Preeclampsia is a serious medical condition that affects 4% of all pregnancies in the U.S., according to the CDC. That may not sound like a huge number until you realize it means 1 out of 25 pregnancies. And pregnancy complications related to high blood pressure are on the rise — up from 5.3% of delivery hospitalizations in 1993 to 9.1% in 2014.
Preeclampsia, or toxemia as it was formerly called, occurs when a pregnant woman experiences high blood pressure (hypertension) during the second half of her pregnancy, including during delivery and after giving birth. It’s what 36-year-old superstar Beyoncé suffered from while she was pregnant with her twins, revealing in the September issue of Vogue that she was “swollen from toxemia” and had an emergency C-section because her health and her babies’ health were in danger.
Some symptoms of preeclampsia can be noticed by pregnant women, while others can only be detected through a medical exam or testing.
Noticeable preeclampsia symptoms can include:
- Rapid swelling and puffiness, especially in the hands and face, that doesn’t diminish
- Headaches that won’t go away or are accompanied by vision problems
- Upper abdominal pain resembling bad heartburn that doesn’t subside
- New onset of high blood pressure (140/90 or higher) when taken twice at least 4 hours apart or blood pressure of 160/110 or higher in a woman with previously normal blood pressure*
*If you have an accurate, calibrated blood pressure monitor, know how to use it and monitor your blood pressure regularly.
Preeclampsia symptoms your OB-GYN will check at each prenatal visit:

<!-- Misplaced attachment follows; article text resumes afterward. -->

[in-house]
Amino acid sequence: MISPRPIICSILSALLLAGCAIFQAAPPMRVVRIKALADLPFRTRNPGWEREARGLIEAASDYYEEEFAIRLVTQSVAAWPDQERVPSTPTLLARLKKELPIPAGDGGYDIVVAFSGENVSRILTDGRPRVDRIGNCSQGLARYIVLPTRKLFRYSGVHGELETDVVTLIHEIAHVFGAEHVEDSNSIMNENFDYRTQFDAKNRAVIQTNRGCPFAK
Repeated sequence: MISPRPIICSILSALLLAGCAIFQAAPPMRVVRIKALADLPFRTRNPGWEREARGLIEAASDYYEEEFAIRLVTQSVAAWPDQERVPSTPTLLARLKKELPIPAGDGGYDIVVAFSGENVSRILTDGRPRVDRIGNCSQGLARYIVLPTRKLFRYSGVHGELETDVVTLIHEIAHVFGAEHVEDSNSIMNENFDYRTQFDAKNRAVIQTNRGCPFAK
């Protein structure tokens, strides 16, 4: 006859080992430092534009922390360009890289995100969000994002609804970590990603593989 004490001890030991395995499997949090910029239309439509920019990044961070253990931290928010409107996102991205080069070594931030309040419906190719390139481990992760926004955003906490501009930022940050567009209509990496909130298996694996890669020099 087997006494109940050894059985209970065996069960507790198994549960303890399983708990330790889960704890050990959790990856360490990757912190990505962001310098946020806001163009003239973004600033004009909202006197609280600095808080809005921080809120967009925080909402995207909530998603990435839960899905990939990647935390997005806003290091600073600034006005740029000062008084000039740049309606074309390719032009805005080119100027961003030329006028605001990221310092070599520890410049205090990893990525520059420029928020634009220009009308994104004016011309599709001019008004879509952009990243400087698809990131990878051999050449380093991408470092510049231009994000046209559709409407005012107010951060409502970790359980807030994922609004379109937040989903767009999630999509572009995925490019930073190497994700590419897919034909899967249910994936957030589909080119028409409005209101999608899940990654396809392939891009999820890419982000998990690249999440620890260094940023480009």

- Elevated blood pressure
- Protein in the urine
When preeclampsia occurs during pregnancy, it always resolves after delivery. Rarely, preeclampsia can occur after childbirth and is known as postpartum preeclampsia. The symptoms of postpartum preeclampsia are the same as those for preeclampsia. Postpartum preeclampsia is typically diagnosed within 48 hours after delivery but can occur up to 6 weeks later. That’s why it’s so important to plan for the fourth trimester of pregnancy, including scheduling postpartum check-ups with your OB-GYN.
Complications of preeclampsia can lead to:
- Premature separation of the placenta
- Fluid in the lungs (pulmonary edema), causing difficulty breathing
- Low blood platelet count
- Abnormal kidney or liver function, resulting in sudden weight gain, edema or upper abdominal pain
- And more rarely:
- Seizures (eclampsia)
- Abnormalities of the blood, or inability of the patient’s blood to clot, which can lead to excessive bleeding.
Preeclampsia risk factors.
The exact causes of preeclampsia are still unknown. Risk factors include:
- First pregnancies, especially young patients’ first pregnancies and relatively older first pregnancies
- Preeclampsia in a previous pregnancy can increase risk 20% to 40%
- Pre-existing medical conditions, such as high blood pressure, diabetes, obesity, chronic kidney disease and lupus
- Multiple births
- Family history of preeclampsia.
- African-American women and women who conceive via in vitro fertilization are at slightly increased risk
How to prevent preeclampsia.
While there is no sure-fire way to prevent preeclampsia, there are things you can do to decrease your risks.
- Schedule and keep all prenatal and postpartum doctor appointments
- Manage chronic health conditions
- Monitor your blood pressure regularly
- Maintain a healthy weight, before and during pregnancy
Because preeclampsia is a common and dangerous condition, Medical City Healthcare’s parent company, HCA Healthcare, pioneered the implementation of standardized protocols for the management of sudden and severe high blood pressure for pregnant women. These protocols are now used in hospitals worldwide to decrease the likelihood of complications from severe high blood pressure associated with the condition. In 2014, of 1.2 million deliveries within HCA hospitals nationwide, these protocols virtually eliminated severe high blood pressure as a cause of maternal death.